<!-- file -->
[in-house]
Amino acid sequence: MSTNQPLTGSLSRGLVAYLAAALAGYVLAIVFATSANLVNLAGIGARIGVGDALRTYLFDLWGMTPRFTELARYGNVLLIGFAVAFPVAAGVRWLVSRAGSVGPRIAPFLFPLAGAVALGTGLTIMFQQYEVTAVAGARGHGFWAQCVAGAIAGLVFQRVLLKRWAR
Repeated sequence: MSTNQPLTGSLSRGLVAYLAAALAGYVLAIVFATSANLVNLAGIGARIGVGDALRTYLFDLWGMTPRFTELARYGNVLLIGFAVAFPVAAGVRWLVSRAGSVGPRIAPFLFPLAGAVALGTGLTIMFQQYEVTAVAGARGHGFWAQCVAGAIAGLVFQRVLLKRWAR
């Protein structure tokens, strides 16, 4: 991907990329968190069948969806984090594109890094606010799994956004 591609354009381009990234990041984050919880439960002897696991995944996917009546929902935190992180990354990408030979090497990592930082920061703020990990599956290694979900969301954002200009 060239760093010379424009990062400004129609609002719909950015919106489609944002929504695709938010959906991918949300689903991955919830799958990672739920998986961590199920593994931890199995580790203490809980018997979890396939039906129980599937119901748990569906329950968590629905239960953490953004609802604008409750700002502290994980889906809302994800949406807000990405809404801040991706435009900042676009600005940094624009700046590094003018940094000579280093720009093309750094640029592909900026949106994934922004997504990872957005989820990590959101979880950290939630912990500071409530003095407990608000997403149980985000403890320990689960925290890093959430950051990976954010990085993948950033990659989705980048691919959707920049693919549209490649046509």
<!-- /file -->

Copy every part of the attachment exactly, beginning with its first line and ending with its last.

[in-house]
Amino acid sequence: MSTNQPLTGSLSRGLVAYLAAALAGYVLAIVFATSANLVNLAGIGARIGVGDALRTYLFDLWGMTPRFTELARYGNVLLIGFAVAFPVAAGVRWLVSRAGSVGPRIAPFLFPLAGAVALGTGLTIMFQQYEVTAVAGARGHGFWAQCVAGAIAGLVFQRVLLKRWAR
Repeated sequence: MSTNQPLTGSLSRGLVAYLAAALAGYVLAIVFATSANLVNLAGIGARIGVGDALRTYLFDLWGMTPRFTELARYGNVLLIGFAVAFPVAAGVRWLVSRAGSVGPRIAPFLFPLAGAVALGTGLTIMFQQYEVTAVAGARGHGFWAQCVAGAIAGLVFQRVLLKRWAR
């Protein structure tokens, strides 16, 4: 991907990329968190069948969806984090594109890094606010799994956004 591609354009381009990234990041984050919880439960002897696991995944996917009546929902935190992180990354990408030979090497990592930082920061703020990990599956290694979900969301954002200009 060239760093010379424009990062400004129609609002719909950015919106489609944002929504695709938010959906991918949300689903991955919830799958990672739920998986961590199920593994931890199995580790203490809980018997979890396939039906129980599937119901748990569906329950968590629905239960953490953004609802604008409750700002502290994980889906809302994800949406807000990405809404801040991706435009900042676009600005940094624009700046590094003018940094000579280093720009093309750094640029592909900026949106994934922004997504990872957005989820990590959101979880950290939630912990500071409530003095407990608000997403149980985000403890320990689960925290890093959430950051990976954010990085993948950033990659989705980048691919959707920049693919549209490649046509």